Q: Britain is ahead 3-2 in the head-to-head but Sweden won lastÂ two ties. What are your thoughts on that?
JM: I think, you know, the Swedish team, they haveÂ two very good players similarly rankedÂ to Baltacha and Keothavong. I think it will be a close tie.
Q: You bring a lot of personal experience to this new position as well as being a former Scotland national coach, helping developing new talents with LTA, being in the spotlight with Andy and Jamie for quite a while on the tour, and spending timeÂ with theÂ Adidas team in Las Vegas. In which ways you use your experience on this new role?
JM: The way that I sawÂ was that the draw for theÂ Â Fed Cup in Israel was made in January, by which time I was in Tasmania, or maybe I was already in Melbourne, soÂ what we were able to do ,was we knew theÂ team that would be in our group, so we were able to watch all of their players during the Australian Open qualifying and the main draw, and we were able to obtain footage of their matches, and be able to really analyze and to plan the tacticsÂ for those opponents in a way that its harder to do at a normal tournament,Â because you just got a day to knowÂ who youÂ are playing in the next round. We had a lot of time to plan that for a while, we went out, five or six days before the event started in Israel. We went down quite early in order to get to know each other well, and just plan,Â because I didnâ€™t know the girls all that well so I wanted to have extra time with them too.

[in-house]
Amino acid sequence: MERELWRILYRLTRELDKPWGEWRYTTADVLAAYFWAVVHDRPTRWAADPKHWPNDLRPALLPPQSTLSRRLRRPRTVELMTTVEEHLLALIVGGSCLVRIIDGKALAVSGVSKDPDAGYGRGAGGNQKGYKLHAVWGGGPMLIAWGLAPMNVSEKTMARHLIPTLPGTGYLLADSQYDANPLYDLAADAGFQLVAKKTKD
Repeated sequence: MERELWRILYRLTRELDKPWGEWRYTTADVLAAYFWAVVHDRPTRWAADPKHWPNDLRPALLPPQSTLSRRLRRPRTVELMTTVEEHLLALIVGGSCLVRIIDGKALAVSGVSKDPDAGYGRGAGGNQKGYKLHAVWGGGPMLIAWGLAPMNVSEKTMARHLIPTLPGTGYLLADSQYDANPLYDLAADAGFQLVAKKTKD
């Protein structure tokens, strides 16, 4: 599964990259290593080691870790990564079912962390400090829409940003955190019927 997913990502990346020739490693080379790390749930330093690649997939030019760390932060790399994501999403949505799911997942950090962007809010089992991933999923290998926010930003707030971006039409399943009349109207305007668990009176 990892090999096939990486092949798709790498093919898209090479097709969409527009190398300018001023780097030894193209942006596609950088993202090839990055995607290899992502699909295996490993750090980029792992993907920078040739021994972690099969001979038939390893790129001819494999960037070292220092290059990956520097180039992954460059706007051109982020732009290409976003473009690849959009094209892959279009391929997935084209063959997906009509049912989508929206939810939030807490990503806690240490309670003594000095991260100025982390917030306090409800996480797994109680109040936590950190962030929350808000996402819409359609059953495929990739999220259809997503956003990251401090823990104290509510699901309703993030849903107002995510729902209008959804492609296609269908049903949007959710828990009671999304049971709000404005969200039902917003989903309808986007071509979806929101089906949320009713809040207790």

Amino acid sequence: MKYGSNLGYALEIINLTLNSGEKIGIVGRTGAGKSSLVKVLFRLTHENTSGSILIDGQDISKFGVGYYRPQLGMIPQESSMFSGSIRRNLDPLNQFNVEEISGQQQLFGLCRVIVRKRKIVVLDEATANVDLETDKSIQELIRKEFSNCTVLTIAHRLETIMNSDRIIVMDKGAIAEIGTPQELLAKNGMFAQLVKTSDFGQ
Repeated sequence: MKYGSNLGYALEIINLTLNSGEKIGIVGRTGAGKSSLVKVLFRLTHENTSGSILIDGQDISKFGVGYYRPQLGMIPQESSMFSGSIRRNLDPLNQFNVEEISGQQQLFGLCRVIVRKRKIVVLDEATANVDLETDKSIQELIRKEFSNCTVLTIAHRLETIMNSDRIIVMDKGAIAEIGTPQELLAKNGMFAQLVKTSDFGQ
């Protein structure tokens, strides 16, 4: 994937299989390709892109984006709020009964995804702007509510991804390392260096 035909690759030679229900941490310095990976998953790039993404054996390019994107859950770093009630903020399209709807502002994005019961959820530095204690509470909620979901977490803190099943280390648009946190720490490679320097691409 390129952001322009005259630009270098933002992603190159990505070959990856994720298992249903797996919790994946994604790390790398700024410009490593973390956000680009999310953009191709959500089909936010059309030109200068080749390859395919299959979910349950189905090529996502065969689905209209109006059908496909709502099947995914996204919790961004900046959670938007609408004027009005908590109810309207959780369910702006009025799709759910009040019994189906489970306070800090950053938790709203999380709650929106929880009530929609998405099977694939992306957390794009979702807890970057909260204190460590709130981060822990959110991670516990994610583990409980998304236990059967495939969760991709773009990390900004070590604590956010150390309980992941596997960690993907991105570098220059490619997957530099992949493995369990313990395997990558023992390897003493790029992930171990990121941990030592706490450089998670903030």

Q: Do you feel every player is unique?
JM: Everybody is unique, everybody is different, but not as much asÂ (the) way they play. But is want to get to know them as people, to know what they would respond to, what they might react badly to. Just to get a feel for how they liked to beÂ whenÂ you are sitting on the court with them because althoughÂ you have on court coachingÂ on the women’s tour once a set, butÂ you know, having someone seatingÂ besidesÂ you every changeover, not everyone likes that. But I think the main thing that I learned was just about to keep it very simple. Donâ€™t speak for the sake of speaking, if nothing needs to be said, donâ€™tÂ speak for the sake of speaking,Â just to fill in space. try to be very, very positive, very reassuring, and encouraging and just for them to know that you are truthfully on their corner.Â I thought I would be nervous doing that, because I have never done it before, the on-court part. But I actually once I got out there I was totally relaxedÂ about it and it was totally fine. Because I think the last thing the player wantsÂ to is toÂ know that the captain is uptight.